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mskathie32

Wood Cut Outs

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Hello! My name is Kathie of Kathie's Lancaster Lights and I am planning for 2012. I have several wood cut out that I have made over the years and I need help.

I chose to use the wood that I believe is some of the thinnest wood you can buy at lowes or home depot. Maybe the 1/4" thick. I did that because it was easier for me to cut. I sanded it and then covered it in like 3 coats of outdoor house paint as well in hopes to help with the rain. However when it rains alot my characters start to bend over and I have to go and pull them all up and lay them flat. Its such a pain for me. When I put them in the yard I use rebar in the ground and have used a screw through the front and the pvc fitting of some kind to hold my characters. I know that doesnt make scence. ( you can take two pieces of pvc and connect them with the fittng) it works for me pretty good because then the characters dont move.

What might help with the bending of the characters. This year I didnt add them to my display and I sure felt the loss of half my display. I was thinking of adding a wood brace across the back and top to bottom to see if that might help. I sure hope I didnt loose anyone trying to explain. thanks !! ~Kathie

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I have used some 1/4 inch luan plywood over the years. I glue 1X4s on the back side for stability. On some of them I have to go both horizontally and vertically. Use a good quality exterior glue. If you have an arm sticking out you will have to put something on the backside to keep it from breaking off. Glueing the supports on the back side has worked well for me.

I pretty much only use 1/2 inch plywood now so the I only need to put a single 2X4 on the back side for attaching to a 5 foot T-post. I had too much breakage with the thinner plywood. We get a lot of wind in our area. On the half inch plywood I use screws to attach the plywood to the support and then fill the holes with wood putty and then just paint over it. I have had minimal breakage with the half inch plywood.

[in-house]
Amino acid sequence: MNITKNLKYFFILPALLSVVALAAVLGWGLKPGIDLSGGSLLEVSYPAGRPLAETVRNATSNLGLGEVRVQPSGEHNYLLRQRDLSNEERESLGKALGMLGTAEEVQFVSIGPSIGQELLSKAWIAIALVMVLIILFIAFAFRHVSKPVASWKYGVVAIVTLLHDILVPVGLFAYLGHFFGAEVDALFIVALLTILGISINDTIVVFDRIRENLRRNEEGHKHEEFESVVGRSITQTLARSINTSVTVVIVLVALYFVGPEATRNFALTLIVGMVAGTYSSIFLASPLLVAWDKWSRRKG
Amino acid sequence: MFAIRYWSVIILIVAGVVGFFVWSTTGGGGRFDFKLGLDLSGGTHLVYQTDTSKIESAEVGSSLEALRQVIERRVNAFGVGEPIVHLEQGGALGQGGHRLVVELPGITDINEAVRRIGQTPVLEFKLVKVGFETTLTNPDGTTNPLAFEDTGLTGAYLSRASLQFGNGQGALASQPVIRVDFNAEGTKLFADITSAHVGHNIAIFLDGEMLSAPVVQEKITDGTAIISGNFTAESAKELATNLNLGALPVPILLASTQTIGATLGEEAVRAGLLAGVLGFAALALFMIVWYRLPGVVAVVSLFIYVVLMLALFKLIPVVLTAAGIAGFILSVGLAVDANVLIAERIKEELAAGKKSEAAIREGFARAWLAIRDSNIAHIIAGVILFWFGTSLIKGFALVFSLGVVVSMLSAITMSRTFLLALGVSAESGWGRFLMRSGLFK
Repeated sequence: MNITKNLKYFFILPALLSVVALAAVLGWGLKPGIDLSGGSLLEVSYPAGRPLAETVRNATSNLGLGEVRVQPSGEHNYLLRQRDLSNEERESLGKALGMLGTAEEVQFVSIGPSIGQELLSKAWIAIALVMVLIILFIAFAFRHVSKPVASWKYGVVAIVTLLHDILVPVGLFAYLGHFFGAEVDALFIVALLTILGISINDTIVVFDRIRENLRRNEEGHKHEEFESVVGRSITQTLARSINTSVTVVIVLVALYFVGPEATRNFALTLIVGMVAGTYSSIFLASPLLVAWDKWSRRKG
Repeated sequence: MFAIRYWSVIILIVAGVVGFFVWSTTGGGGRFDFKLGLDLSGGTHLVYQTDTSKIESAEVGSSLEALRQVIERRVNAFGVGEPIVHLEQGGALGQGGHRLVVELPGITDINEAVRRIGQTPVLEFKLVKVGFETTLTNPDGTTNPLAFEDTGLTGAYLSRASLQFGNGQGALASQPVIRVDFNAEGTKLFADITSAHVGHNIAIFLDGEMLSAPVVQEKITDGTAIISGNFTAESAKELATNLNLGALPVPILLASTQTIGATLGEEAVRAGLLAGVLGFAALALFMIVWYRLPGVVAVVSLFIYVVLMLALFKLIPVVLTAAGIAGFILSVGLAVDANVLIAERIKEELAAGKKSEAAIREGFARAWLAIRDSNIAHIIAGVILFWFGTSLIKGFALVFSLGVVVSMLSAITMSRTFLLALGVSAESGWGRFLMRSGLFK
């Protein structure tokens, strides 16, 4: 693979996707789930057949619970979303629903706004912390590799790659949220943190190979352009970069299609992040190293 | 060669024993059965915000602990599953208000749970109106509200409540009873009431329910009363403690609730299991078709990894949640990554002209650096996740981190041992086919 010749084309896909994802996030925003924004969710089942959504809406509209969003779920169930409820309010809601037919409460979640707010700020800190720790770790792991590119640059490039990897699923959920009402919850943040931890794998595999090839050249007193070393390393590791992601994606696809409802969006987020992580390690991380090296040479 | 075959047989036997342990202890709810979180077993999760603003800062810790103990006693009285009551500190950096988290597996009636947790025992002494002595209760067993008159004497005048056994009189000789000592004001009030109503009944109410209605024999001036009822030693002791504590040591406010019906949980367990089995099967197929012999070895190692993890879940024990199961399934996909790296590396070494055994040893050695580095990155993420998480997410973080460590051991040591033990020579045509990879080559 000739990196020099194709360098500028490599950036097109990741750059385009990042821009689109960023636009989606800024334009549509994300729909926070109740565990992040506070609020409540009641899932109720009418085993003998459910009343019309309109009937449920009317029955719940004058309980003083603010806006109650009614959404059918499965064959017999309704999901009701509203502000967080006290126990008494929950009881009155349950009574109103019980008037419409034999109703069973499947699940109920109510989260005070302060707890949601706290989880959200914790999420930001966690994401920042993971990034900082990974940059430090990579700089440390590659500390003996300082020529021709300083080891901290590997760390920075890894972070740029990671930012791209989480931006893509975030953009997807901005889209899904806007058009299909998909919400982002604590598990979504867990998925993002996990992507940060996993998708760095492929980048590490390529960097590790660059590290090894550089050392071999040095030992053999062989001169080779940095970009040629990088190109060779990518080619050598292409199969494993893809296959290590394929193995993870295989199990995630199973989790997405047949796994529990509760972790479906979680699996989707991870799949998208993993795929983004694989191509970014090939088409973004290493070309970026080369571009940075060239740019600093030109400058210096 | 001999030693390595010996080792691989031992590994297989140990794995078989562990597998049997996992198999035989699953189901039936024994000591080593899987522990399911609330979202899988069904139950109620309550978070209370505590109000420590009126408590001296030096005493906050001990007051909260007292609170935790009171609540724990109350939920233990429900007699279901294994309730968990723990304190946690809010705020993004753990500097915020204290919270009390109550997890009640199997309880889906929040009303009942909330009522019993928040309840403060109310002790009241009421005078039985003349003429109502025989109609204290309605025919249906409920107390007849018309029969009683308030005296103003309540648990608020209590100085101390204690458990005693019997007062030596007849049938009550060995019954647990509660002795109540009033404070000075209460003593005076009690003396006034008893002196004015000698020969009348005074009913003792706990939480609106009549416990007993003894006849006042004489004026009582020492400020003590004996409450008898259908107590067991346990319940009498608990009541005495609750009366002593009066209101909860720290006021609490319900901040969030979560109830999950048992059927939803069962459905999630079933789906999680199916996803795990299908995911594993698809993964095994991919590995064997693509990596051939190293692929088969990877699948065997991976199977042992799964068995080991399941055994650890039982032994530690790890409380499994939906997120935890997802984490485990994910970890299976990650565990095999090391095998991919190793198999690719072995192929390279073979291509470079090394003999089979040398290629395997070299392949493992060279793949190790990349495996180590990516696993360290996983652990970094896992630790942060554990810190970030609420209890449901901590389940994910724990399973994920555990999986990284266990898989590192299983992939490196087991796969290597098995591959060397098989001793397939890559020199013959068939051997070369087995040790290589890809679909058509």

The 1/4 inch is certainly easier to handle and I understand why you like to use it. Hopefully the above makes sense.

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Hey Kathie -

I used to use 1/4" Masonite. What I did (and still do with Coroplast) is make a frame for the back side of each character out of 2x2 treated lumber (available at your big box store). I would then screw through the front of the character into the 2x2 frame... and touch up the screw (and washer) with paint so that it wasn't noticeable from the front. Here is a video showing the backside of one of my characters that shows the frame.

In order to stake my characters, I'd drive two wooden stakes into the ground and then screw through the stakes into the upright supports of the frame. I've never had a character blown over in the wind as of yet.

Good luck and post pictures of your characters!

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Sorry to hear the problems you are having with your cutouts. Are you painting both sides of your cutouts? Both sides the same color? I've been doing cutouts for 19 years now and anything under 1/2 inch is probably going to bend or bow. The only time I used 1/4 was some 4 ft pumpkins 3 yrs back and if left laying on something will start bowing. I just don't think the 1/4 is thick enough to use. I have used some 3/8 plywood but normally, I use 1/2 for anything no longer than 4 ft. Over 4 ft is either 5/8 or 3/4. What kind of saw are you using to cut with? A jigsaw with a fine tooth blade is the best thing to use if the project is too big to cut on a band saw. Go slow on turns, otherwise, the cut may wind up slanted. A good rotary tool such as a Dremel is also good for sanding the curves and edges. Attaching bracing may help some on the 1/4 you've already done.

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Hi kathie. I have used 1/4" plywood as well, used only exterior paint, and it still bends. Next year I am rebuilding everything with 1/2". I have some pieces that are over 6ft tall and will most likely use 3/4". Marine or treated bc plywood is the best, from what I've read, to use outdoors. Hope this helps.